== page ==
THE ROBINSON LIBRARY
|The Robinson Library >> Siberia|
the oldest and deepest freshwater lake in the world
Located in southern Siberia, near the border with Mongolia, Lake Baikal stretches 396 miles northeast-to-southwest and is 49 miles across at its widest point, for a total surface area of 12,162 square miles. It has an average depth of 2,442 feet, and maximum depth of 5,712 feet. The lake lies in a rift that began forming about 20-25 million years ago.
Fed by over 300 rivers and streams, Lake Baikal holds 20 percent of the world's total supply of fresh water. The largest "feeder" is the Selenga River, which enters the lake near its southern end. The only outlet is the Angara River, which flows northward to the Yenisey River. The water in Lake Baikal is so clear that it is not unusual to have visibility down to a depth of over 130 feet.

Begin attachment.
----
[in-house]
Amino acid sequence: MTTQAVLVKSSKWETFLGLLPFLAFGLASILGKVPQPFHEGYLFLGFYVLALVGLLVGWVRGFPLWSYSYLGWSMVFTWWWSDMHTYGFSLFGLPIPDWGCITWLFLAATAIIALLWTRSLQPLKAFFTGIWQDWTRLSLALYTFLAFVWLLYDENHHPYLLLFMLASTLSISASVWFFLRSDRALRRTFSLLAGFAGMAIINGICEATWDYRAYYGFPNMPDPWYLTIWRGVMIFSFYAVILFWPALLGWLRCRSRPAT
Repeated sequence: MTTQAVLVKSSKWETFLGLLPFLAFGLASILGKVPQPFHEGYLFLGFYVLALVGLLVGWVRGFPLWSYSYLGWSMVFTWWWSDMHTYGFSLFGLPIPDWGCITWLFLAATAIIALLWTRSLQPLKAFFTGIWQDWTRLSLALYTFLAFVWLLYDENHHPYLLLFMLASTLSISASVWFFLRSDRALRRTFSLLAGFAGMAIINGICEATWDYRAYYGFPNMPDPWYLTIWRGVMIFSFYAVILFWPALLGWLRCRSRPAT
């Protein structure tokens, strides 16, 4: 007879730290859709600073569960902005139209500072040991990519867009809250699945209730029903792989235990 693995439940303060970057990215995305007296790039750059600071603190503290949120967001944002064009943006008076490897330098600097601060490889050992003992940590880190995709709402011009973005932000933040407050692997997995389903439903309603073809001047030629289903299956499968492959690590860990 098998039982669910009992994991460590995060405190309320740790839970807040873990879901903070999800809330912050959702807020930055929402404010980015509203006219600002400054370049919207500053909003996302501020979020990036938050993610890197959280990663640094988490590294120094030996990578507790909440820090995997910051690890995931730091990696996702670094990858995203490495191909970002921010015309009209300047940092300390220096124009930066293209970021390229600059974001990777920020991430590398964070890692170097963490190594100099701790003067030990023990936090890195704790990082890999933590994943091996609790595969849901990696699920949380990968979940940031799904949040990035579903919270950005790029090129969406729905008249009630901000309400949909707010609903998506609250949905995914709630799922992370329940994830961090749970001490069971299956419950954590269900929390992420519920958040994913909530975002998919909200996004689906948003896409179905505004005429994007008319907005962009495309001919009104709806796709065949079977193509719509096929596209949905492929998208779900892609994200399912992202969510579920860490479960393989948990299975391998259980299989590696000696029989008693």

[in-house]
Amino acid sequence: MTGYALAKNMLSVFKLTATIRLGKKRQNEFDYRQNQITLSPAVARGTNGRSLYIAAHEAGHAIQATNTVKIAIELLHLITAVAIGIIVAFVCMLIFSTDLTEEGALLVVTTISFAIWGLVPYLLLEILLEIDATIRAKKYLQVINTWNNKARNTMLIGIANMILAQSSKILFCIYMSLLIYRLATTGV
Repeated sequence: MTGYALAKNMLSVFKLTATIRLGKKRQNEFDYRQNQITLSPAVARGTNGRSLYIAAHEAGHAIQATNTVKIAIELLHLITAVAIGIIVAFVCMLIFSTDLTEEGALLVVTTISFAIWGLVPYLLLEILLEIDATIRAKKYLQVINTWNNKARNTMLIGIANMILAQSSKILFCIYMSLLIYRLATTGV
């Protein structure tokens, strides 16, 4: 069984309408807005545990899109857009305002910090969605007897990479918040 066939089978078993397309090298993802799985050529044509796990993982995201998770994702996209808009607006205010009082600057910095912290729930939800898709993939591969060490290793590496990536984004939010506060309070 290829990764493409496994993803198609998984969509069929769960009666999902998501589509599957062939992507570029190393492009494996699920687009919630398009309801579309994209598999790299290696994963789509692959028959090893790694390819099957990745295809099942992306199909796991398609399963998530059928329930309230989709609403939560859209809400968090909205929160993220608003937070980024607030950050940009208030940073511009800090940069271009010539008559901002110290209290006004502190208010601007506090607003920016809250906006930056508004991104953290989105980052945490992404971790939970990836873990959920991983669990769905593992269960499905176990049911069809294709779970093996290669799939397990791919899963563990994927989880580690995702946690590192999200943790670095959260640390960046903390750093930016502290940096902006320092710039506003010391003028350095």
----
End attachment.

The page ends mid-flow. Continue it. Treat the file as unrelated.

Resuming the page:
There are 27 islands scattered throughout the lake, with the largest being Olkhon (270 square miles) and Great Ushkany (3.6 square miles).
Lake Baikal, along with its islands and shoreline, is home to about 1,340 species of animals, 745 of which are found nowhere else in the world, and 570 types of plants, 150 of which are unique to the region. The most notable animals are the Baikal seal, the only freshwater seal in the world, and its favorite food the golomyanka, a pink, scaleless, partly transparent fish.
Library >> Siberia
This page was last updated on 07/08/2018.